The problem isn’t the current costs – although there may be some conflicts of interest in having a union boss refuse supervision and evaluation by the district, while still remaining nominally an employee. The problem is PERA, and its something that the retirement plan ought to look at.
What happens here is that the unions, the national, state, and local, pay this employee’s salary. That salary is no longer determined by the seniority or performance measures that apply to all other teachers, but by the people actually paying the salary. So that employee is no longer being paid on their value to the district, or to the students, but to the union. Their PERA benefits, which, over their lifetime, are calculated based on that salary. Which means that PERA is paying benefits to potentially hundreds of employees statewide based not on their service to the taxpayers, but on their service to the union. And since those benefits will, as currently constituted, far exceed the amount paid into the system, they constitute a net payout to the union, which doesn’t have to cover their own employees’ retirement benefits for those year.
The union will say that it’s unfair that a teacher should have to give up earned retirement benefits when they become a union rep. But of course, they don’t have to give up anything they’re vested in. This is, in the end, no different from a bureaucrat or a regulator leaving to take a job as a lobbyist. They’re no longer directly serving the state government, and should no longer be a part of the state government retirement system, except for the benefits they have earned. The union will argue that this will make becoming a union rep a much less desirable position, but never explain why that desirability should come at the direct expense of the taxpayer rather than the union and the teachers it represents.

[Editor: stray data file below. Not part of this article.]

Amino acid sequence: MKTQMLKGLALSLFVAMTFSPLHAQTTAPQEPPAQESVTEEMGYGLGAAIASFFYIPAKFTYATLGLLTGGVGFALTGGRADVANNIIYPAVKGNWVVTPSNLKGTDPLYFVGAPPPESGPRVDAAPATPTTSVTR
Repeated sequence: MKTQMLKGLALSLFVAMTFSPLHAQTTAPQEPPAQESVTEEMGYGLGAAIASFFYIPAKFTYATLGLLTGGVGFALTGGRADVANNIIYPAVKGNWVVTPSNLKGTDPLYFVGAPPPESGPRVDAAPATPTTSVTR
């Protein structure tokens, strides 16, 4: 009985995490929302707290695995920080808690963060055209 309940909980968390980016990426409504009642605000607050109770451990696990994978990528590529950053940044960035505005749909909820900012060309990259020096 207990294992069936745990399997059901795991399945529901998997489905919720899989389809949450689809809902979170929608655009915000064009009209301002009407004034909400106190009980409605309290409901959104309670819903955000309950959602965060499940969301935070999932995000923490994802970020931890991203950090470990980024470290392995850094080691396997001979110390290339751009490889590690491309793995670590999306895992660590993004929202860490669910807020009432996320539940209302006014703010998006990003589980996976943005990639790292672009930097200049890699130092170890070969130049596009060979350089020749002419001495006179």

Last night I attended the Douglas County teachers union contract negotiations conducted under the county’s new Open Negotiations policy. This was the first meeting which teachers were able to attend, and the Douglas County Federation of Teachers – the local for the American Federation of Teachers – had called for teachers to show up in force. There was the hope that a large, unruly audience might prove more entertaining than a philosophically incoherent negotiating team.